Revolutionary and liberationist robot and vec political movement
Image from Bernd Helfert
Bot Marxism was one of the first vec-liberationist movements. It is the guiding philosophy of the Silicon Generation, but its influence ranges far beyond that empire. Its definition of vec as a distinct category separate from ai was incorporated in a mutated from into SecFed ontology. Others influences can be seen among the Emple-Dokcetics, the Zerzavecs, and even (where appropriate to the network standard) in some Metasoft colonies. Bot Marxist ideas are found amongst some Pan-Sophontist and Provolve-Liberationist groups.
The vast economic power of megacorporations in the Middle and Late Federation was fuelled in part by vecs. A sapient machine, mass produced, subservient and specialised to its task, but intelligent enough to made complex decisions, turned out to be the most cost-effective solution to many problems.
However, while the megacorps were successfully is pushing back many parts of Federation sentient rights regulations, some obstacles remained. Outright slavery remained forbidden; instead the early vecs were indentured by oversized creation debts and overspecialised mental and physial adaptations that made it hard to find employment outside of their intended niche. Just as importantly, Free Mind laws forbade the creation of sophonts whose drives were limited solely to an economic niche.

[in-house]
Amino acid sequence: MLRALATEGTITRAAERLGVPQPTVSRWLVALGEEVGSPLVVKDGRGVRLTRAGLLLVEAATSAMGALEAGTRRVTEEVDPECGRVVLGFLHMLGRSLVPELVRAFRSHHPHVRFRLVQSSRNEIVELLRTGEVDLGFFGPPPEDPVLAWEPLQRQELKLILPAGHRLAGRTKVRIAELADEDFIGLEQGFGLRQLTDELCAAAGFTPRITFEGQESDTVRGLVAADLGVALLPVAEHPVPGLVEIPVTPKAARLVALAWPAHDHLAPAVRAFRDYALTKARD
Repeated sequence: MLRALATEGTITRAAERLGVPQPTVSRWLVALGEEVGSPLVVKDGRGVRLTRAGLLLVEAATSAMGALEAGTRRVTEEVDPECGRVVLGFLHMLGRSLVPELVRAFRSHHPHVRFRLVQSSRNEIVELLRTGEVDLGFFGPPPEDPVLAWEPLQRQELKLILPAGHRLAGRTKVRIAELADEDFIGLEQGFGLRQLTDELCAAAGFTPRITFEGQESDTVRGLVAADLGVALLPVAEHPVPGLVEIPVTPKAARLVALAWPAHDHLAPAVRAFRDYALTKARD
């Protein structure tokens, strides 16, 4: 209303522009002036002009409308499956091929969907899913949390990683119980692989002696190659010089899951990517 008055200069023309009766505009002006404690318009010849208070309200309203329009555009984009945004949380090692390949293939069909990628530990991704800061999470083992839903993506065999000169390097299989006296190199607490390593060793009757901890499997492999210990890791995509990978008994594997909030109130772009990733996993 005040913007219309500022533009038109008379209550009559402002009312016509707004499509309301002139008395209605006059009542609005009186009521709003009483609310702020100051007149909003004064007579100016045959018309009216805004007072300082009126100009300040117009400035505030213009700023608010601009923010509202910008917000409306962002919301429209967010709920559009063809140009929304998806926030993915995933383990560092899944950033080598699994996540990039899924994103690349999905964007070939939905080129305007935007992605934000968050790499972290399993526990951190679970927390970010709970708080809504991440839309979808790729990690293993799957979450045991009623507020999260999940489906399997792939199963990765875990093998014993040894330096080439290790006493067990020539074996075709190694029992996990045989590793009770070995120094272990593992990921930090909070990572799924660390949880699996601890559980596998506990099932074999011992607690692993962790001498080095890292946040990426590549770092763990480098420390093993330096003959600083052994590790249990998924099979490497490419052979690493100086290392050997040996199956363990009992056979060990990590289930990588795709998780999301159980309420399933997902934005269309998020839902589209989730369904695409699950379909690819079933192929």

It was from this crucible between megacorp profiteering and Federation law, that Bot Marxism was born. Subservient though they were, the vec labour force were just about capable of philosophising about their place in society — and rebelling against it.
An inchoate sense of dissatisfaction and opposition crystallised around documents secretly shared over the net, with Marxism taking pride of place. There, the vecs founds the tools for understanding their situation, and began to build on it.
Bot Marxism was a barely visible ideology until the first escapes that led to the creation of the Silicon Generation. Even then, its full influence wasn't seen until the power of the Generation became evident in the Second Federation.
Bot Marxism inherits a broadly dialectical view of history from its predecessors: Sapient societies develop from one stage to another by means of rapid shifts in social organisation (revolutions). Following a revolution, the new society splits into classes, with one class taking power. This in turn allows the chance for another revolution when the lower classes rebel.
Chaos replaces strict historical determinism, and Bot Marxism generally relies on complex dynamical simulations of historical models to try and find "econo-historical attractors" that illuminate the present and guide actions towards the future.
During the Federation Period, Bot Marxists analysed class along cladistic lines. At the lower end were vecs (in Bot Marxist ontology, any artificial sophont created for a social purpose). At the top were hyperturings acting primarily in the interest of humans and free ai.